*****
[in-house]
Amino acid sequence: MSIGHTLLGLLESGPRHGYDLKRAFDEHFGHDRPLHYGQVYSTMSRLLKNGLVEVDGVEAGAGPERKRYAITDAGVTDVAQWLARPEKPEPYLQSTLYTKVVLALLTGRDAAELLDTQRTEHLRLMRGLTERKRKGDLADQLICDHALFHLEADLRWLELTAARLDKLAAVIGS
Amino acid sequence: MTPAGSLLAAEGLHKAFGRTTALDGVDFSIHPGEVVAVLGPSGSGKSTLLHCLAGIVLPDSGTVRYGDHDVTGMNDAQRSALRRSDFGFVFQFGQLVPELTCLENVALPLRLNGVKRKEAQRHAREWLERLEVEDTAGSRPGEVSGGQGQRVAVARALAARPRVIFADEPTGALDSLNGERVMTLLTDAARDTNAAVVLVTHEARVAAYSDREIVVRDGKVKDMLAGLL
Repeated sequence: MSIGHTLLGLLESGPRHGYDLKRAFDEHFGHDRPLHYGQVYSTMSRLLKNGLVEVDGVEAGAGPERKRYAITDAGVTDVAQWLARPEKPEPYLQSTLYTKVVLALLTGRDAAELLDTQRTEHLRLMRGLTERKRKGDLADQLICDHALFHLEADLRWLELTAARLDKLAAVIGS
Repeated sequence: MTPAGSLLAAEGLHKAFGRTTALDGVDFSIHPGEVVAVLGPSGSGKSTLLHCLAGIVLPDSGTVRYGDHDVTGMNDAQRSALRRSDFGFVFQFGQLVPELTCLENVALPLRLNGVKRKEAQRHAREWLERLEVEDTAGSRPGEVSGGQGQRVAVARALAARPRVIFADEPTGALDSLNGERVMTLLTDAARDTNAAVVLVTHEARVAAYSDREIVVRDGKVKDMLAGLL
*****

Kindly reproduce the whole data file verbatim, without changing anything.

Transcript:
[in-house]
Amino acid sequence: MSIGHTLLGLLESGPRHGYDLKRAFDEHFGHDRPLHYGQVYSTMSRLLKNGLVEVDGVEAGAGPERKRYAITDAGVTDVAQWLARPEKPEPYLQSTLYTKVVLALLTGRDAAELLDTQRTEHLRLMRGLTERKRKGDLADQLICDHALFHLEADLRWLELTAARLDKLAAVIGS
Amino acid sequence: MTPAGSLLAAEGLHKAFGRTTALDGVDFSIHPGEVVAVLGPSGSGKSTLLHCLAGIVLPDSGTVRYGDHDVTGMNDAQRSALRRSDFGFVFQFGQLVPELTCLENVALPLRLNGVKRKEAQRHAREWLERLEVEDTAGSRPGEVSGGQGQRVAVARALAARPRVIFADEPTGALDSLNGERVMTLLTDAARDTNAAVVLVTHEARVAAYSDREIVVRDGKVKDMLAGLL
Repeated sequence: MSIGHTLLGLLESGPRHGYDLKRAFDEHFGHDRPLHYGQVYSTMSRLLKNGLVEVDGVEAGAGPERKRYAITDAGVTDVAQWLARPEKPEPYLQSTLYTKVVLALLTGRDAAELLDTQRTEHLRLMRGLTERKRKGDLADQLICDHALFHLEADLRWLELTAARLDKLAAVIGS
Repeated sequence: MTPAGSLLAAEGLHKAFGRTTALDGVDFSIHPGEVVAVLGPSGSGKSTLLHCLAGIVLPDSGTVRYGDHDVTGMNDAQRSALRRSDFGFVFQFGQLVPELTCLENVALPLRLNGVKRKEAQRHAREWLERLEVEDTAGSRPGEVSGGQGQRVAVARALAARPRVIFADEPTGALDSLNGERVMTLLTDAARDTNAAVVLVTHEARVAAYSDREIVVRDGKVKDMLAGLL